PROSITE documentation PDOC00799 [for PROSITE entry PS01040]

Bacterial extracellular solute-binding proteins, family 5 signature





Description

Bacterial high affinity transport systems are involved in active transport of solutes across the cytoplasmic membrane. The protein components of these traffic systems include one or two transmembrane protein components, one or two membrane-associated ATP-binding proteins (ABC transporters; see <PDOC00185>) and a high affinity periplasmic solute-binding protein. The later are thought to bind the substrate in the vicinity of the inner membrane, and to transfer it to a complex of inner membrane proteins for concentration into the cytoplasm.

In gram-positive bacteria which are surrounded by a single membrane and have therefore no periplasmic region the equivalent proteins are bound to the membrane via an N-terminal lipid anchor. These homolog proteins do not play an integral role in the transport process per se, but probably serve as receptors to trigger or initiate translocation of the solute throught the membrane by binding to external sites of the integral membrane proteins of the efflux system.

In addition at least some solute-binding proteins function in the initiation of sensory transduction pathways.

On the basis of sequence similarities, the vast majority of these solute-binding proteins can be grouped [1] into eight families of clusters, which generally correlate with the nature of the solute bound.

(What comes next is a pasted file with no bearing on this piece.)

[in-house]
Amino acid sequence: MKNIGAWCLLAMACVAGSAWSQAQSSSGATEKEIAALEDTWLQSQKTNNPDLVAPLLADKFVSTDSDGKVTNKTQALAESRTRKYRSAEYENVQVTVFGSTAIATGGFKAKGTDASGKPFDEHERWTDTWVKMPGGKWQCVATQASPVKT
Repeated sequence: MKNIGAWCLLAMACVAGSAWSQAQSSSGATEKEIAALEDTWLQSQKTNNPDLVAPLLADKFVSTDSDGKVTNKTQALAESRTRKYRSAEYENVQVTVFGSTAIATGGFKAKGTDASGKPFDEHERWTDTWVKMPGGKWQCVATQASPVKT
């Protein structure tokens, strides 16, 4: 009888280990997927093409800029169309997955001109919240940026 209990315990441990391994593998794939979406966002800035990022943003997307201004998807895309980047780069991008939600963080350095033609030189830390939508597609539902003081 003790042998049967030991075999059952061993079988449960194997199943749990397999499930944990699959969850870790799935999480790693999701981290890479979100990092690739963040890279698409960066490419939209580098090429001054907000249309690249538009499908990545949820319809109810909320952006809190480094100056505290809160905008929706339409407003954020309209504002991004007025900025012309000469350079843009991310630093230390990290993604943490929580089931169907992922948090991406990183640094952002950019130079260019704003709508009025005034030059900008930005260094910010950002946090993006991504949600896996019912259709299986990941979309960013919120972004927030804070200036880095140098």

Family 5 currently includes the following proteins:

  • Periplasmic oligopeptide-binding proteins (gene oppA) of Gram-negative bacteria and homologous lipoproteins in Gram-positive bacteria (genes oppA, amiA or appA).
  • Periplasmic dipeptide-binding proteins of Escherichia coli (gene dppA) and of Bacillus subtilis (gene dppE).
  • Periplasmic murein peptide-binding protein of Escherichia coli (gene mppA).
  • Periplasmic peptide-binding proteins sapA of Escherichia coli, Salmonella typhimurium and Haemophilus influenzae.
  • Periplasmic nickel-binding protein (gene nikA) of Escherichia coli.
  • Heme-binding lipoprotein (gene hbpA or dppA) from Haemophilus influenzae.
  • Lipoprotein xP55 from Streptomyces lividans.
  • Haemophilus influenzae hypothetical protein HI0213.
  • Hypothethical protein y4tO from Rhizobium strain NGR234 symbiotic plasmid.
  • Hypothethical protein y4wM from Rhizobium strain NGR234 symbiotic plasmid.

The signature pattern is located near the N-terminus of the mature proteins.

Last update:

July 1999 / Pattern and text revised.

Technical section

PROSITE method (with tools and information) covered by this documentation:

SBP_BACTERIAL_5, PS01040; Bacterial extracellular solute-binding proteins, family 5 signature  (PATTERN)


Reference

1AuthorsTam R., Saier M.H. Jr.
TitleStructural, functional, and evolutionary relationships among extracellular solute-binding receptors of bacteria.
SourceMicrobiol. Rev. 57:320-346(1993).
PubMed ID8336670



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